Despite broken promises, and too many half-baked anti-pollution schemes to count, Beijing will reportedly make good on its vow to reduce the number of vehicles on the road, cutting the annual number of new cars available to registered drivers by 40% over the next three years. Or so we hope. China Daily reports:
From 2014 through 2017, the number of new cars available to registered drivers in the capital, which is currently handled through the city’s monthly plate lottery, will be reduced from 240,000 a year to 150,000, according to a new regulation released by 14 municipal authorities on Thursday.
The number of applicants in the latest lottery, in November, was more than 1.74 million.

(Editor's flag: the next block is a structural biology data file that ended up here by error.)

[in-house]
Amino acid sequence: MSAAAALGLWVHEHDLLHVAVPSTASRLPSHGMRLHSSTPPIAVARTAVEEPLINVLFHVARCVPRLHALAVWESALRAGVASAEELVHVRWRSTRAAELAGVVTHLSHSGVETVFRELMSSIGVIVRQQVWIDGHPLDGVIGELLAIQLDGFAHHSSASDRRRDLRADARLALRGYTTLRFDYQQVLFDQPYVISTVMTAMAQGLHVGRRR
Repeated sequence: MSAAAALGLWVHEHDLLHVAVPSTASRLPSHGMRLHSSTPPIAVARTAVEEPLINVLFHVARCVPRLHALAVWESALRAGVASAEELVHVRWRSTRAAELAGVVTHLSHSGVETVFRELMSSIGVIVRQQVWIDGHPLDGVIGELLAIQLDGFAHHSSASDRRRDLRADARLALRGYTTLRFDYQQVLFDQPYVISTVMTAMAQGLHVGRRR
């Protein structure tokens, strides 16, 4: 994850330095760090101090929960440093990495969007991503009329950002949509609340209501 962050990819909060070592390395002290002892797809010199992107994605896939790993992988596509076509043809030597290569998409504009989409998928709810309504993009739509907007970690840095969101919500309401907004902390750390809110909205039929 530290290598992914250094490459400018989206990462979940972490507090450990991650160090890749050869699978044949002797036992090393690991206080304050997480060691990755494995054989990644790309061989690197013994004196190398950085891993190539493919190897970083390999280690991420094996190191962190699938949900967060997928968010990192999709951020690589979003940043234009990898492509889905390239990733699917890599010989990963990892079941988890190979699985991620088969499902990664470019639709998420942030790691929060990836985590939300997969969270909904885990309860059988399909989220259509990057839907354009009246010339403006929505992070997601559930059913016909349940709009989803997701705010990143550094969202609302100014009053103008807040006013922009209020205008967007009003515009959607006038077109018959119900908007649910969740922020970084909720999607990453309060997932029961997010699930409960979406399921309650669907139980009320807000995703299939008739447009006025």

According to the capital’s license plate lottery regulation, only drivers who are permanent residents of Beijing or immigrants who have paid taxes in the capital for more than five years are qualified to apply.
The new policy will ensure that the capital will add only 600,000 new cars in the next four years, including 430,000 gasoline vehicles and 170,000 new-energy vehicles.
However, the number of car licenses made available for new-energy vehicles will increase in the next four years, to 20,000 in 2014, 30,000 in 2015, 60,000 in 2016, and 60,000 in 2017.
Meanwhile, the number of new gasoline vehicles available will be reduced annually, from 130,000 in 2014, 120,000 in 2015, 90,000 in 2016, and 90,000 and 2017.
It’s a step in the right direction, though we could easily see Beijing getting overzealous like they did with outdoor barbecue and force smokers to enter a lottery to see which ones are eligible to light up.
Editor’s note: An earlier version of this post incorrectly said that Beijing was reducing the number of new cars on the road. This has been corrected.